ValueSpeak
A Weekly Column
By Joseph Walker

PRACTICING PACIFIST

Eight-year-old Jonathan reminds me a lot of his father.

There's a good reason for that. I am his father (why do I feel so . . .you know . . . Darth Vader-ish when I say that?).

As a result, I think I've got a pretty good handle on how he thinks, and how he feels (except for the Pokémon thing, which I don't get at all). That's why I believe I can authoritatively say that Jon is not interested in fighting. It's not in his nature. He likes to wrestle and pretend fight and stuff like that-you know, like in pro wrestling-but when the fighting turns serious, Jon turns into a spectator. If he sees a fight, he may stop to watch, but he isn't remotely interested in participating.

Growing up, I was the same way. Mom used to explain it by saying I was "a lover, not a fighter." I think that was her gentle way of saying I was sort of a wimp. And I don't deny the charge, entirely. Of course, it was the 1960s, and I preferred to think of myself as a practicing pacifist, devoted to the principles of non-violence. But deep inside, I knew that mostly I just didn't want to get hurt. And deep inside, I think that's how Jon feels, too.

Which is fine with me. As a parent, I've been trying to teach my children a set of values that includes the admonition to "turn the other cheek" toward someone who "smites you on one cheek." I really believe these values. They're important to me, and I'm pleased beyond words to see my children embracing them and applying them to their own lives- even if right now Jon's primary motivation for being a non-fighter is a desire to avoid pain.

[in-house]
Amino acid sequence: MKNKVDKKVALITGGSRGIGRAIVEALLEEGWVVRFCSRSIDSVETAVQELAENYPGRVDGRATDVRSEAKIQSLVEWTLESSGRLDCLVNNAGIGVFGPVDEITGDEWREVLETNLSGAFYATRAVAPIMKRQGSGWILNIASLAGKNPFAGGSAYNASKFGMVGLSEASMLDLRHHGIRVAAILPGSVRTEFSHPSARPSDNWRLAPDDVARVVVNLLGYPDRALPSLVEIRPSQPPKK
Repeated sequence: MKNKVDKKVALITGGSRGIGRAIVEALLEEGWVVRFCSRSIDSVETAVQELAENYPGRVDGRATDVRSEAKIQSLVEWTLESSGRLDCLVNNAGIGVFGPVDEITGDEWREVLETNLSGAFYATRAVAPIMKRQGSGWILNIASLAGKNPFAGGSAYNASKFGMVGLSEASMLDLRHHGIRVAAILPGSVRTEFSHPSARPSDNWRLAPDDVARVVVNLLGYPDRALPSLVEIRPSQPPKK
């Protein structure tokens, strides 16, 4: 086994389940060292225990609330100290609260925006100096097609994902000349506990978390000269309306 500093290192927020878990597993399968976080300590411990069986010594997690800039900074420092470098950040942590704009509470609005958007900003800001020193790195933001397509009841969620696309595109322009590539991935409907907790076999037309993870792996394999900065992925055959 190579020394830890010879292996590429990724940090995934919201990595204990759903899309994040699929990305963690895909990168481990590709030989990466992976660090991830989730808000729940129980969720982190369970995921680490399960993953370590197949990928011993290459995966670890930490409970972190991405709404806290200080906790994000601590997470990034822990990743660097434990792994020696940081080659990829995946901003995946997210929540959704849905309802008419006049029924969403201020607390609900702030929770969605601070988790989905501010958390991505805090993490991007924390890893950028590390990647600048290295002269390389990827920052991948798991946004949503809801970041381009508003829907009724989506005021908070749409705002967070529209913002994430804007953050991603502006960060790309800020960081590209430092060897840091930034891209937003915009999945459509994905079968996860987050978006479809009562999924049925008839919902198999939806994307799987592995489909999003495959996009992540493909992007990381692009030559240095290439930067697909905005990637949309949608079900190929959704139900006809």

But principles and values are one thing, real bruises on little arms are quite another. And lately, Jon has been coming home with the latter. It seems a fellow second-grader-we'll call him Michael-has been bullying Jon. Since Jon is both big and unwilling to fight, he's the perfect target for a bully. Almost every day, Jon comes home with another story about a painful encounter with Michael. At first we told him to try to turn Michael into a friend. When that didn't work, we tried talking to teachers and school administrators about the problem. They acknowledge that Michael is to blame, but seem to be unable to do anything about it beyond talking to Michael's mother and threatening to put him in school detention whenever he hurts Jon.

That still means that Jon is going to get hurt, and as far as I am concerned, that is unacceptable. So I took my son downstairs and taught him how to defend himself. We had some fun wrestling, and he quickly picked up on what I was trying to teach him. He seems to feel safer and more secure now, because he has been empowered.

But at what cost? Ever since our self-defense session, I've wondered about the conflicting messages I may have given my son. Do we only believe in "turn the other cheek" until someone actually "smites" us? Does having principles mean you have to allow yourself to be abused and taken advantage of? Is it possible to be a peacemaker while tackling a bully and pinning him to the ground? And why is it so easy for me to turn my other cheek, and so hard for me to tell my son to turn his?

To tell you the truth, I'm not sure of all the answers. I just know that Jon is less fearful as he goes to school these days, and that I am moreso. I'm afraid that there will be another confrontation with Michael. I'm afraid that what I taught Jon won't work. But I'm almost more afraid that it will-and that Jon will like it. Will he ever "turn the other cheek" again after that? I know I would have been a different boy if I had been a fighter, not a lover.

And he is, after all, my son.

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--- © Joseph Walker

http://www.sfpnn.com/joseph_walker1.htm

 

Look for Joe's book, "How Can You Mend a Broken Spleen? Home Remedies for an Ailing World." It is available on-line through www.Amazon.com and barnesandnoble.com